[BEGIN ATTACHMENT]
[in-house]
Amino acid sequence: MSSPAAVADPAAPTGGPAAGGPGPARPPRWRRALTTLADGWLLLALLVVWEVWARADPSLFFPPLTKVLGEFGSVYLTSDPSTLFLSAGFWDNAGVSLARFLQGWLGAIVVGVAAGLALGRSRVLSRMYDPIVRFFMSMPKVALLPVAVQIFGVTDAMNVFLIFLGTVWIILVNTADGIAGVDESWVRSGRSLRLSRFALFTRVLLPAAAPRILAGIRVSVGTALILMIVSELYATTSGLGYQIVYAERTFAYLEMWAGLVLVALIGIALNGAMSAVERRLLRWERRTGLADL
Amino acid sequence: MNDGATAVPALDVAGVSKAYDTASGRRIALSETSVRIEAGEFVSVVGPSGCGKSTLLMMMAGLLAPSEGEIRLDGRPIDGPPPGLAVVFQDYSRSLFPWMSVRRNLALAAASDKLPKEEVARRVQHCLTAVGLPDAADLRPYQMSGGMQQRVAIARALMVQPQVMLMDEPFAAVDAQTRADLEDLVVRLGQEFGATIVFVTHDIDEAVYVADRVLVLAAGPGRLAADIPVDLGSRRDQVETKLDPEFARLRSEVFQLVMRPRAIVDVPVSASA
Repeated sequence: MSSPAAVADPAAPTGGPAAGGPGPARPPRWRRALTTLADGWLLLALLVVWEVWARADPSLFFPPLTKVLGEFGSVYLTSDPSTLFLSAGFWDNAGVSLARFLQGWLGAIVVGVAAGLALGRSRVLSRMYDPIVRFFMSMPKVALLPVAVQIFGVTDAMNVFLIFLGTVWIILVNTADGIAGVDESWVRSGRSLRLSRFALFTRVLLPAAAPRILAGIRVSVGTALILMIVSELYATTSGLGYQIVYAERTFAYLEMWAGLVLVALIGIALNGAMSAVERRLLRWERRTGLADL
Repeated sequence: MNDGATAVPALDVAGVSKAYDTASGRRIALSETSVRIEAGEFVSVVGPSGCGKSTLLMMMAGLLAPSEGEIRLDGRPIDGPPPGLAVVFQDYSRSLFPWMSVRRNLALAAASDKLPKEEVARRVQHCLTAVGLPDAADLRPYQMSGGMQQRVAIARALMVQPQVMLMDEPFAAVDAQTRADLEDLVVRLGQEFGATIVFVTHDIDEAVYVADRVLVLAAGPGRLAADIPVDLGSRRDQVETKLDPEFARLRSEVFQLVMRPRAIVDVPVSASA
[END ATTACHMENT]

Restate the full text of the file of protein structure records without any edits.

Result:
[in-house]
Amino acid sequence: MSSPAAVADPAAPTGGPAAGGPGPARPPRWRRALTTLADGWLLLALLVVWEVWARADPSLFFPPLTKVLGEFGSVYLTSDPSTLFLSAGFWDNAGVSLARFLQGWLGAIVVGVAAGLALGRSRVLSRMYDPIVRFFMSMPKVALLPVAVQIFGVTDAMNVFLIFLGTVWIILVNTADGIAGVDESWVRSGRSLRLSRFALFTRVLLPAAAPRILAGIRVSVGTALILMIVSELYATTSGLGYQIVYAERTFAYLEMWAGLVLVALIGIALNGAMSAVERRLLRWERRTGLADL
Amino acid sequence: MNDGATAVPALDVAGVSKAYDTASGRRIALSETSVRIEAGEFVSVVGPSGCGKSTLLMMMAGLLAPSEGEIRLDGRPIDGPPPGLAVVFQDYSRSLFPWMSVRRNLALAAASDKLPKEEVARRVQHCLTAVGLPDAADLRPYQMSGGMQQRVAIARALMVQPQVMLMDEPFAAVDAQTRADLEDLVVRLGQEFGATIVFVTHDIDEAVYVADRVLVLAAGPGRLAADIPVDLGSRRDQVETKLDPEFARLRSEVFQLVMRPRAIVDVPVSASA
Repeated sequence: MSSPAAVADPAAPTGGPAAGGPGPARPPRWRRALTTLADGWLLLALLVVWEVWARADPSLFFPPLTKVLGEFGSVYLTSDPSTLFLSAGFWDNAGVSLARFLQGWLGAIVVGVAAGLALGRSRVLSRMYDPIVRFFMSMPKVALLPVAVQIFGVTDAMNVFLIFLGTVWIILVNTADGIAGVDESWVRSGRSLRLSRFALFTRVLLPAAAPRILAGIRVSVGTALILMIVSELYATTSGLGYQIVYAERTFAYLEMWAGLVLVALIGIALNGAMSAVERRLLRWERRTGLADL
Repeated sequence: MNDGATAVPALDVAGVSKAYDTASGRRIALSETSVRIEAGEFVSVVGPSGCGKSTLLMMMAGLLAPSEGEIRLDGRPIDGPPPGLAVVFQDYSRSLFPWMSVRRNLALAAASDKLPKEEVARRVQHCLTAVGLPDAADLRPYQMSGGMQQRVAIARALMVQPQVMLMDEPFAAVDAQTRADLEDLVVRLGQEFGATIVFVTHDIDEAVYVADRVLVLAAGPGRLAADIPVDLGSRRDQVETKLDPEFARLRSEVFQLVMRPRAIVDVPVSASA